New York

Marcel Odenbach, Im Kreises drehen (Turning Circles), 2009, still from a color video, 15 minutes 50 seconds. Anton Kern Gallery.

Marcel Odenbach, Im Kreises drehen (Turning Circles), 2009, still from a color video, 15 minutes 50 seconds. Anton Kern Gallery.

Marcel Odenbach

Anton Kern Gallery/Kimmerich

Marcel Odenbach, Im Kreises drehen (Turning Circles), 2009, still from a color video, 15 minutes 50 seconds. Anton Kern Gallery.

After beginning apparently sunnily with two teenage boys horsing around in a field, Marcel Odenbach’s Im Kreises drehen (Turning Circles), 2009, quite quickly changes mood. The rest of the sixteen-minute video is a study of Majdanek, the death camp in Lublin, Poland, where more than seventy thousand people were killed by the Nazis during World War II. More particularly, it is a study of a Holocaust monument built at Majdanek in 1969; more particularly still, it is a study of a mausoleum, for the monument, designed by Wiktor Tolkin, takes the form of a giant marble bowl, the repository for a large mound of ash, with fragments of bone, left behind when the camp was vacated. This concave bowl is mirrored by a convex roof above it, a massive shallow dome supported by what seem like too few pillars. Symbolically and surely actually, to pass beneath this dome must be to feel a large sense of weight.

Odenbach trained as an architect, and Turning Circles is in part architectural analysis, an examination of the form designed to memorialize a terrible history. As such, though, even while its approach to Tolkin’s building is something like intimate, the work seems incomplete. Through much of the video, full of dense blacks and grays, Odenbach’s camera circles the walls of the mausoleum so closely that our sense of its plan is swallowed in the grain and texture of its marble surface. The letters of an inscription in Polish, translated as LET OUR FATE BE A WARNING TO YOU, are so large and near they’re indecipherable—we’d have difficulty gathering them into words even if we knew their language. A more conventional yet useful study, too, might have compared Tolkin’s work to other memorial architecture to isolate its tropes and judge their success. Instead, the monument seems almost the only thing in the world. Occasional glimpses into the neighboring fields and town seem to leach out and poison them.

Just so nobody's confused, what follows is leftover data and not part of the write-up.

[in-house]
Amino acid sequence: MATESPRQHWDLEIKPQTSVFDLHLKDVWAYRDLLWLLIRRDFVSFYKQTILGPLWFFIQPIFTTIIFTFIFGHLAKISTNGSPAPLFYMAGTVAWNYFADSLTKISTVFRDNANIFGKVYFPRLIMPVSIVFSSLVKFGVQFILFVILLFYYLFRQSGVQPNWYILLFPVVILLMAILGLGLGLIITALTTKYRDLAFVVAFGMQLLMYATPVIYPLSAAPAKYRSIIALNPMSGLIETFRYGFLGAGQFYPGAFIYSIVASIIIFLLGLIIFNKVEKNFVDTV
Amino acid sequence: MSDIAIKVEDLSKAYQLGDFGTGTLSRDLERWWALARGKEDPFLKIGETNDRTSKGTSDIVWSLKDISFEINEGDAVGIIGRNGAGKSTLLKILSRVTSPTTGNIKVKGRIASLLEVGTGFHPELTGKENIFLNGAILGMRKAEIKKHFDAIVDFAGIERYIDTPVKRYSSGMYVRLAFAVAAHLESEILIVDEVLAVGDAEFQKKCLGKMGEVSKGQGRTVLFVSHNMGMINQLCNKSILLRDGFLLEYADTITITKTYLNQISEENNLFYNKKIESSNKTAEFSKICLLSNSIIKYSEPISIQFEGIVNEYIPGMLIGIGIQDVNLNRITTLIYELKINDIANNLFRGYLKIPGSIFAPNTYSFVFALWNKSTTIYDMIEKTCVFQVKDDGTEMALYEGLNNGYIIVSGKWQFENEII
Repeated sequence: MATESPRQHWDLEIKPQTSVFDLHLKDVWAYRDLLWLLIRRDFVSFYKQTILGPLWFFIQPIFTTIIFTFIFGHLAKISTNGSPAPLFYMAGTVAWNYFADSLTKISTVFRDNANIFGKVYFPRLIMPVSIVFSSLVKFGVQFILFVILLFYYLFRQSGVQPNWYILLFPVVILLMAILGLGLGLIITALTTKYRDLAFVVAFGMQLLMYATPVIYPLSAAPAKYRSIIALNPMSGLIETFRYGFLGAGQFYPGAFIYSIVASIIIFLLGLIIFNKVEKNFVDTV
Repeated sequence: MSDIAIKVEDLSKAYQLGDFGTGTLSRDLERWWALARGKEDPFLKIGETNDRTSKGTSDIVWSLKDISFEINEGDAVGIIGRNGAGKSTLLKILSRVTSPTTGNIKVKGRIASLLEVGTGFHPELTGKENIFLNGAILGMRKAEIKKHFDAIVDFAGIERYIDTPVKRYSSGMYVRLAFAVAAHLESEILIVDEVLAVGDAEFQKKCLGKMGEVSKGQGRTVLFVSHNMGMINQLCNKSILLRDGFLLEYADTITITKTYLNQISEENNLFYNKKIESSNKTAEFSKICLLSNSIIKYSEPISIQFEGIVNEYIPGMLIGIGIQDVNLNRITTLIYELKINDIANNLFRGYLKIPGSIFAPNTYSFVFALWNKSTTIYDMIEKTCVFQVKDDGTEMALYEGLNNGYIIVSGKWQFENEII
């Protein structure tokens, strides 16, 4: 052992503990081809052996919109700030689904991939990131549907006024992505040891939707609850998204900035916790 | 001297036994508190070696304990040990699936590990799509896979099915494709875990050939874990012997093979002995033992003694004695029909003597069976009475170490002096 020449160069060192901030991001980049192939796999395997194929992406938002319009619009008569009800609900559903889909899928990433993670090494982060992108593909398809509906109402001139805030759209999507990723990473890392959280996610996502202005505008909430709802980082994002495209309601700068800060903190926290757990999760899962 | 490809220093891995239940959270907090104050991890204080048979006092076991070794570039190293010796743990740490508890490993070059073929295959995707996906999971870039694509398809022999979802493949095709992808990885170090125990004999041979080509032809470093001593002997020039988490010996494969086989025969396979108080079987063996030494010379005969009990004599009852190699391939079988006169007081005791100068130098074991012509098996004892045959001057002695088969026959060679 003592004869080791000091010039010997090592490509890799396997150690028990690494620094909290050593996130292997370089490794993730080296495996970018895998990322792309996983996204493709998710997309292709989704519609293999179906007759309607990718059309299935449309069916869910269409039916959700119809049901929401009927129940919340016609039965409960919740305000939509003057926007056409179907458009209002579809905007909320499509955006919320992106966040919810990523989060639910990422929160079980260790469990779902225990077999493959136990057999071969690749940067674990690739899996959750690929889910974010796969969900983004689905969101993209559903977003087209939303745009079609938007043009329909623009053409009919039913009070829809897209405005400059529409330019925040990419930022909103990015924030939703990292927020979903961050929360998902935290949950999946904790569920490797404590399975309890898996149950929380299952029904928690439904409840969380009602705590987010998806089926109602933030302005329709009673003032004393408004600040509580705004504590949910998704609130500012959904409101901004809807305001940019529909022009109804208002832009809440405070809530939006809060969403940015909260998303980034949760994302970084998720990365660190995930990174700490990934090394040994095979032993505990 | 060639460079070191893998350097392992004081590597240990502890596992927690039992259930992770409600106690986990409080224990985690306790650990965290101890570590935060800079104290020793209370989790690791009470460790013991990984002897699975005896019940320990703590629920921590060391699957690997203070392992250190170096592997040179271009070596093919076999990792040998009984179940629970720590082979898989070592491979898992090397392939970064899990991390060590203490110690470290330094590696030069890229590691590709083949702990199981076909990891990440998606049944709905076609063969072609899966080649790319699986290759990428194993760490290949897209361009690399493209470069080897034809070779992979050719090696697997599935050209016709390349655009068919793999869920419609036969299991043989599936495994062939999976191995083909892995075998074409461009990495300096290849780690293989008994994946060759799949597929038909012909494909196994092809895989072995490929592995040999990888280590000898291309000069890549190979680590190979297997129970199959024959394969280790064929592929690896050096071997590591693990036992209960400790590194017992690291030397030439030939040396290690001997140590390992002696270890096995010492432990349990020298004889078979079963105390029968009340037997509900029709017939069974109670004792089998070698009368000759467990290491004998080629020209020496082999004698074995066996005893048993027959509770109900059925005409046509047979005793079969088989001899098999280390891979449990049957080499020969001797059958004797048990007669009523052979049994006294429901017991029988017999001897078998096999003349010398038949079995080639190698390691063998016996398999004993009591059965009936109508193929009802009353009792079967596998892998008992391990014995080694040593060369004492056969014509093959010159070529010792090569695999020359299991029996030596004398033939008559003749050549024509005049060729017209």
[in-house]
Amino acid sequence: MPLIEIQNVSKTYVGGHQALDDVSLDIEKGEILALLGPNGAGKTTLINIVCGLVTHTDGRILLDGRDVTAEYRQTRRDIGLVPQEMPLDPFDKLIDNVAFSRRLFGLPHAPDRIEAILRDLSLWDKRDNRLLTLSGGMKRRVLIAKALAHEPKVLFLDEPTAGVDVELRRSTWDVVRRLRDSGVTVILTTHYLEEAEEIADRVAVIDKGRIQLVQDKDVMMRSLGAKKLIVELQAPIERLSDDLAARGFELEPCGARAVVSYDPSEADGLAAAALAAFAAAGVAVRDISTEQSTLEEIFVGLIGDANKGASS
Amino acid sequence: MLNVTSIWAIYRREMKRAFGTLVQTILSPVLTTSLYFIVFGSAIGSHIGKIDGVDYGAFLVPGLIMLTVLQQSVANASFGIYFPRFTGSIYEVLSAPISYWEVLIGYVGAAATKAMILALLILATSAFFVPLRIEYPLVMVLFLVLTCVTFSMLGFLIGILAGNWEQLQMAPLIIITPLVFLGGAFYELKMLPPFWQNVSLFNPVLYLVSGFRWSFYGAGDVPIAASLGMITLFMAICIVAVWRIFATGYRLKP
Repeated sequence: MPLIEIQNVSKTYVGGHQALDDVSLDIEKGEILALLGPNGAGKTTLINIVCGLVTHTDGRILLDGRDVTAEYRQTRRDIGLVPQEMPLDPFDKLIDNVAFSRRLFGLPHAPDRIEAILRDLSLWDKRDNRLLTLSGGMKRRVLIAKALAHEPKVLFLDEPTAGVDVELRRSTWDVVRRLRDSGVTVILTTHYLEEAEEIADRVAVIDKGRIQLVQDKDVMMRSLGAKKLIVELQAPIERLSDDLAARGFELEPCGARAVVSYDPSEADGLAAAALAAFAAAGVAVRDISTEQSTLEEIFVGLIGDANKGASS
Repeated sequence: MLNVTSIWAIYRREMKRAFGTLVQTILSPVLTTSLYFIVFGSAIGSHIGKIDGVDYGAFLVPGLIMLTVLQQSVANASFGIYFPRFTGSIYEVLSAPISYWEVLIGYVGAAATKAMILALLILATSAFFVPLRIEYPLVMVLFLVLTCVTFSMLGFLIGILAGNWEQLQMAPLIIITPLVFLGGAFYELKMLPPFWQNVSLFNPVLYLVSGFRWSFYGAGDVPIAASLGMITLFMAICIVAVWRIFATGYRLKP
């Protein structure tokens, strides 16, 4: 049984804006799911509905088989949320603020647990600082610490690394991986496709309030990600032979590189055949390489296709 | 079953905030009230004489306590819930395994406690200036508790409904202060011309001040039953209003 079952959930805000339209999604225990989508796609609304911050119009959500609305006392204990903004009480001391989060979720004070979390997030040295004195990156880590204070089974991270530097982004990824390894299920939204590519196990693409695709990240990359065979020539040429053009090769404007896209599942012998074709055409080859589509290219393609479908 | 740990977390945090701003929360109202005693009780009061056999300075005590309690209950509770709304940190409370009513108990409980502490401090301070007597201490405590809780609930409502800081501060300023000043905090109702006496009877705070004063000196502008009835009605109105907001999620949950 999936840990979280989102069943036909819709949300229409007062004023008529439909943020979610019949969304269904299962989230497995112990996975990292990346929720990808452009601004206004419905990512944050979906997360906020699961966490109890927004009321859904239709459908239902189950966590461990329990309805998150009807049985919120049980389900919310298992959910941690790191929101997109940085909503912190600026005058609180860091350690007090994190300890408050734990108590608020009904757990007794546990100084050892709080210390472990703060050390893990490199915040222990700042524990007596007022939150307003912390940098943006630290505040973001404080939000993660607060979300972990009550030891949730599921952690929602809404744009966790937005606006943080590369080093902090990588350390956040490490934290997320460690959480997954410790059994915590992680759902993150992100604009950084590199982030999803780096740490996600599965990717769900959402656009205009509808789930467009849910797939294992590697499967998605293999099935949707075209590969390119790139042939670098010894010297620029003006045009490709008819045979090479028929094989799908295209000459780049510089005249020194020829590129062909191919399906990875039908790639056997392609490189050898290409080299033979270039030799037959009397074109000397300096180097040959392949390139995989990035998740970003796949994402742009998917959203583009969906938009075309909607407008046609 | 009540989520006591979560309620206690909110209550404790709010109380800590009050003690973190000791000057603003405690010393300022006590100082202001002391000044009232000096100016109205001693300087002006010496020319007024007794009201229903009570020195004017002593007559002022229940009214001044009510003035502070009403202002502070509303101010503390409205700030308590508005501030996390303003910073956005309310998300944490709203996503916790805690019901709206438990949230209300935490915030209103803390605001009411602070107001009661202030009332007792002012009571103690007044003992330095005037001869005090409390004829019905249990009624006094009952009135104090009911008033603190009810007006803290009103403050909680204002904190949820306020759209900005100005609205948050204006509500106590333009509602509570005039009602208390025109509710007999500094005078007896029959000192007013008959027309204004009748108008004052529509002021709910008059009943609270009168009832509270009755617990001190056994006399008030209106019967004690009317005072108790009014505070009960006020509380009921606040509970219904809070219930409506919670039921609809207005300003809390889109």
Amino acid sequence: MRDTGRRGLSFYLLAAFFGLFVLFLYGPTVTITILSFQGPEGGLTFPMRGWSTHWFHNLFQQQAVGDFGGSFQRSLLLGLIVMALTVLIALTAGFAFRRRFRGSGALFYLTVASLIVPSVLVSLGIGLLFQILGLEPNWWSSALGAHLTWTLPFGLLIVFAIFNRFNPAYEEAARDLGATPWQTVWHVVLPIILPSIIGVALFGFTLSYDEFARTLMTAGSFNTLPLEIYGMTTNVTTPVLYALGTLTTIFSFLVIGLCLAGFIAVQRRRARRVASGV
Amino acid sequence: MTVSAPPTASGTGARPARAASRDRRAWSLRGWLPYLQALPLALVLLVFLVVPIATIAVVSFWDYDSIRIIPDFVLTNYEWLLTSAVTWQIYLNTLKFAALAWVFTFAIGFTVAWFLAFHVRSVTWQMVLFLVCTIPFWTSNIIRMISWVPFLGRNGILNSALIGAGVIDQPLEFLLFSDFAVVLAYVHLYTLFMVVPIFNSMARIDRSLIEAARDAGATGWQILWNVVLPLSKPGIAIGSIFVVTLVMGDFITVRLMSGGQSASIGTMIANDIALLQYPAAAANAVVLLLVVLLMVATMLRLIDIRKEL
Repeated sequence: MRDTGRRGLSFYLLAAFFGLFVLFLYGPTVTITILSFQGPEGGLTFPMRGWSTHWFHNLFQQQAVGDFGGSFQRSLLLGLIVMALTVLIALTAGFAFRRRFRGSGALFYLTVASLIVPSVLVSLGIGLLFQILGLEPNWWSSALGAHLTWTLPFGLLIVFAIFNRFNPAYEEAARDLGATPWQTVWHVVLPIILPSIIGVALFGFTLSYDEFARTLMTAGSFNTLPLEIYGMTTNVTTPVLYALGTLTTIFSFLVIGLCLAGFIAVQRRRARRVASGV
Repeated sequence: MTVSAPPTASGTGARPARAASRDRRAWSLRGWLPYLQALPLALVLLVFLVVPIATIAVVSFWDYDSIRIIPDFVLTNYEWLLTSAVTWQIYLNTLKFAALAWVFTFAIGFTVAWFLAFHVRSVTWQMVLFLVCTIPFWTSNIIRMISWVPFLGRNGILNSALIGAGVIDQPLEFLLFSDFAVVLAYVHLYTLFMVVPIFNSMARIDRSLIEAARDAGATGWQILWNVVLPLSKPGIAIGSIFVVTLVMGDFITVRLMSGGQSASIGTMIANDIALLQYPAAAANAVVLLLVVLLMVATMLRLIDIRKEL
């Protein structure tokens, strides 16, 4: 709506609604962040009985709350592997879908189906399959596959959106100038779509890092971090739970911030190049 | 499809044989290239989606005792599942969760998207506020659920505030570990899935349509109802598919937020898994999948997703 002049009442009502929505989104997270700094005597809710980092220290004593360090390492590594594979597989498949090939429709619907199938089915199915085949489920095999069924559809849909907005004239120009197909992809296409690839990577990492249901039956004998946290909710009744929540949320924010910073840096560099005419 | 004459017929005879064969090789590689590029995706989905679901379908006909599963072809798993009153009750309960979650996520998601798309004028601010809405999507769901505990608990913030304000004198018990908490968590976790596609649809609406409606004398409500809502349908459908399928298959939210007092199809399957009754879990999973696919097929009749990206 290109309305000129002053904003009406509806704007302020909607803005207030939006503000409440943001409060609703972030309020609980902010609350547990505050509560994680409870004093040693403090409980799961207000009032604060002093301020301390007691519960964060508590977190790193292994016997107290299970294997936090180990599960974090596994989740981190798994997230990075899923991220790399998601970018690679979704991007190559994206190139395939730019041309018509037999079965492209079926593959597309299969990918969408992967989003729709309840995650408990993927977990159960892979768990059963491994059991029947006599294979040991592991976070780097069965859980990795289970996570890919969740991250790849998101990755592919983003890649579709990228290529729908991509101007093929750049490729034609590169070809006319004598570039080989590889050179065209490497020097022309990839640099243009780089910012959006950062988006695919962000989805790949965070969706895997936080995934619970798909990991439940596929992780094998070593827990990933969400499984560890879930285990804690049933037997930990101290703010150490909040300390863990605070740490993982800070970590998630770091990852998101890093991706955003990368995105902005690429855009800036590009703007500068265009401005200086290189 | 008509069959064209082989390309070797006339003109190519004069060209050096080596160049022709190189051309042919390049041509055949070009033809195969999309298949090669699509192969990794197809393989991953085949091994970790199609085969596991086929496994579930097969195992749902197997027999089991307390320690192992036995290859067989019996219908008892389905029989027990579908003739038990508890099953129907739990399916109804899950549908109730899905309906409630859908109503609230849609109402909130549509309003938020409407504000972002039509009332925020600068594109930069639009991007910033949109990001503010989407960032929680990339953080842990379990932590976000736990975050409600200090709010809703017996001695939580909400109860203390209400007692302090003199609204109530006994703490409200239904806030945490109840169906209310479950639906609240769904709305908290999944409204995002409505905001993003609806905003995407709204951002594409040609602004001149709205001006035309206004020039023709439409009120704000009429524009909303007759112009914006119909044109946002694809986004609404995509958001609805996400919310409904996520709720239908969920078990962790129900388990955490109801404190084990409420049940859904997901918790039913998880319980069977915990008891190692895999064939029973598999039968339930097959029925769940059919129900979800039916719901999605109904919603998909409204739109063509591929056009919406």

If Turning Circles is constrained as architectural critique, though, it is effective on a level congruent with our hindered vision of it, our seeing but not seeing it. The question of how to remember the Holocaust is a profound problem, and Turning Circles is more a phrasing of that problem than a memorial in itself. Like a traditional epic poem, it begins its effort in medias res, at a present moment pitched between past and future. But where that poem would have returned to the past, Odenbach only indexes it—where a more ordinary movie, whether honorable or suspect, might try and fail to describe what happened in the camps, Odenbach treats that moment as unrecoverable. The two boys in the field, whom we later see exploring the mausoleum for their interest and leisure, personify and predict the issue of the belated response, when what’s manageable is a reflection on a reflection.

The show at Anton Kern Gallery also featured a collage, and there was a second video and a second collage at Kimmerich. Odenbach’s collages are large and intricate. They begin with a photograph—at Kern, one taken at a trial of Auschwitz staff in Frankfurt in 1964–65—that Odenbach then reconstitutes as a kind of a jigsaw of small cutout reproductions of texts and pictures with a bearing on the overall image. At Kimmerich Odenbach showed a collage of Tiananmen Square, Beijing—a sea of flowers in preparation for the 2008 Olympics—and a video on Kolkata, India. Kolkata—formerly Calcutta—is a busy city of fifteen million people, but Odenbach’s video, Verstörte Orte (Disturbed Places), 2007, evokes a quiet, traditional culture of rickshaw wallahs and sari salesmen, religious rituals and slow boat rides. Though Disturbed Places is another meditation on memory and narrative, on how we put together an understanding of a place or event, it flirts with touristic glamour, and does not fully avoid it; nor does the Tiananmen collage fully avoid the triumph of ingenuity over content. The potential of Odenbach’s collages was better shown by the work at Kern, in which the difficulty of identifying and absorbing the myriad fragments that make up the image restates the problem, in Turning Circles, of a story that cannot be told, yet must be.

David Frankel